Accessibility statement

Luther. The years of faith and freedom

Monday 18 September 2017, 7.00PM to 9pm

*Please note, this event takes place at the Italian Cultural Institute in London and not at the University.

The trace left by Martin Luther and his Reformation in European culture and society is so deep that, without the values inherited from him, it would be impossible for us to understand some of the wounds of today’s world. Behind open issues like wars founght in the name of God, the right of freedom of religion, the crisis of the primacy of politics, it is possible indeed to find the motivations and the outcomes of the conflict between the German monk and the Roman papacy.

On the occasion of the 5th centenary of the posting of the 95 Theses on the door of the Castle Church in Wittenberg, the Italian Cultural Institute hosts a lecture by Prof. Adriano Prosperi about Luther’s "first, still catholic years", until the big events of 1520-21, the excommunication by the Pope Leo X, the retirement in the Wartburg Castle and the huge endeavour of translating the Bible into German. Adriano Prosperi – author of the just published book Lutero. Gli anni della fede e della libertà – will talk about the first years of the Reformation with Simon Ditchfield.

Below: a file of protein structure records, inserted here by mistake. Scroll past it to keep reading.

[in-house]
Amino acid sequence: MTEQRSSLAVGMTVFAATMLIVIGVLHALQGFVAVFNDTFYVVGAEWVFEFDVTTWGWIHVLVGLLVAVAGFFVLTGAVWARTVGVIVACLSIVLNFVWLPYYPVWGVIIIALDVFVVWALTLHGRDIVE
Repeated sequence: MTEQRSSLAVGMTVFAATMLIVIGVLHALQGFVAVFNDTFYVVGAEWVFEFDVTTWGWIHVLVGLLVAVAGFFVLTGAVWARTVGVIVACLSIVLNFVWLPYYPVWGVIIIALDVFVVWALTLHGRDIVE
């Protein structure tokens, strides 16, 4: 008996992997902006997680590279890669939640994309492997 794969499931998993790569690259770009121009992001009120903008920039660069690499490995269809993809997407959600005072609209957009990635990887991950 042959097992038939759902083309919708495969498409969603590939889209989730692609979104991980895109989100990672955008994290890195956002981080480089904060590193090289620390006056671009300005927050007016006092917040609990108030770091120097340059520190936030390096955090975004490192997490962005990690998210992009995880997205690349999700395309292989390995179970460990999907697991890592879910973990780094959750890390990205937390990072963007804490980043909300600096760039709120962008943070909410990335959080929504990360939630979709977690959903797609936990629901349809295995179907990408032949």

Book now

Adriano Prosperi has been Professor of History of Reformation and Counter-Reformation at the Scuola Normale Superiore in Pisa, of which he is currently Professor Emeritus. He has previously been Professor at the Universities of Calabria and Bologna. He is fellow of the Accademia dei Lincei and the Accademia degli Intronati. Among his publications: Tribunali della coscienza, Turin 1996; L’eresia del libro grande, Milan 2000. his books appeared in English are: Infanticide, Secular Justice, and Religious Debate in Early Modern Europe (Brepols) and Crime and Forgiveness (to be published by Harvard University Press).

Simon Ditchfield is Professor of Early Modern History at the University of York. He has been a member of the Accademia Ambrosiana, Milan and a Fellow of the Royal Historical Society, both since 1998. For the two-year period 2006-08 he was holder of a British Academy Research Leave fellowship. The projected outcome of this award will be the volume Papacy and People: The Making of Roman Catholicism as a World Religion, 1500-1700 for the Oxford History of the Christian Church series (published by OUP) which he is currently bringing to completion.

Location: Italian Cultural Institute, 39 Belgrave Square, London, SW1X 8NX